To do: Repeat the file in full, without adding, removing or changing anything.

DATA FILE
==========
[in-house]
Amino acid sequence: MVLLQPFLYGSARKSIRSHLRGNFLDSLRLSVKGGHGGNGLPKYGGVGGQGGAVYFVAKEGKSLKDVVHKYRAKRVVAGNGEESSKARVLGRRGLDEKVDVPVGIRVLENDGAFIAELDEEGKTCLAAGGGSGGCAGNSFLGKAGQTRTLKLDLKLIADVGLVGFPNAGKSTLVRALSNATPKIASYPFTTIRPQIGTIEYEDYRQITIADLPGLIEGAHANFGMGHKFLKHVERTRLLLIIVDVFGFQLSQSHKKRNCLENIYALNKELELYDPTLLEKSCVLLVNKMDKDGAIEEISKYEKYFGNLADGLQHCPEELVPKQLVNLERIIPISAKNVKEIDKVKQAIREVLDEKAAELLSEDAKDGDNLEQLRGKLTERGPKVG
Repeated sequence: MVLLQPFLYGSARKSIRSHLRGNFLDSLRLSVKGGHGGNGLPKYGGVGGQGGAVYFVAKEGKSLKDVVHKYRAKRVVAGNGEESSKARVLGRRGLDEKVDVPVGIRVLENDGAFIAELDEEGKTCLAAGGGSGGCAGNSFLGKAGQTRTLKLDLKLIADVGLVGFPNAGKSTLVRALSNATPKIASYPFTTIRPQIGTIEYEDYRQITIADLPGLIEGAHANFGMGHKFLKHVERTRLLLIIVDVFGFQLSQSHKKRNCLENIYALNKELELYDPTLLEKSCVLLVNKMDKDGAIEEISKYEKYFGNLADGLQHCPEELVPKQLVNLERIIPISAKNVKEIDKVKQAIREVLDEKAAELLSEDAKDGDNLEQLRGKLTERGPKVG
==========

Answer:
[in-house]
Amino acid sequence: MVLLQPFLYGSARKSIRSHLRGNFLDSLRLSVKGGHGGNGLPKYGGVGGQGGAVYFVAKEGKSLKDVVHKYRAKRVVAGNGEESSKARVLGRRGLDEKVDVPVGIRVLENDGAFIAELDEEGKTCLAAGGGSGGCAGNSFLGKAGQTRTLKLDLKLIADVGLVGFPNAGKSTLVRALSNATPKIASYPFTTIRPQIGTIEYEDYRQITIADLPGLIEGAHANFGMGHKFLKHVERTRLLLIIVDVFGFQLSQSHKKRNCLENIYALNKELELYDPTLLEKSCVLLVNKMDKDGAIEEISKYEKYFGNLADGLQHCPEELVPKQLVNLERIIPISAKNVKEIDKVKQAIREVLDEKAAELLSEDAKDGDNLEQLRGKLTERGPKVG
Repeated sequence: MVLLQPFLYGSARKSIRSHLRGNFLDSLRLSVKGGHGGNGLPKYGGVGGQGGAVYFVAKEGKSLKDVVHKYRAKRVVAGNGEESSKARVLGRRGLDEKVDVPVGIRVLENDGAFIAELDEEGKTCLAAGGGSGGCAGNSFLGKAGQTRTLKLDLKLIADVGLVGFPNAGKSTLVRALSNATPKIASYPFTTIRPQIGTIEYEDYRQITIADLPGLIEGAHANFGMGHKFLKHVERTRLLLIIVDVFGFQLSQSHKKRNCLENIYALNKELELYDPTLLEKSCVLLVNKMDKDGAIEEISKYEKYFGNLADGLQHCPEELVPKQLVNLERIIPISAKNVKEIDKVKQAIREVLDEKAAELLSEDAKDGDNLEQLRGKLTERGPKVG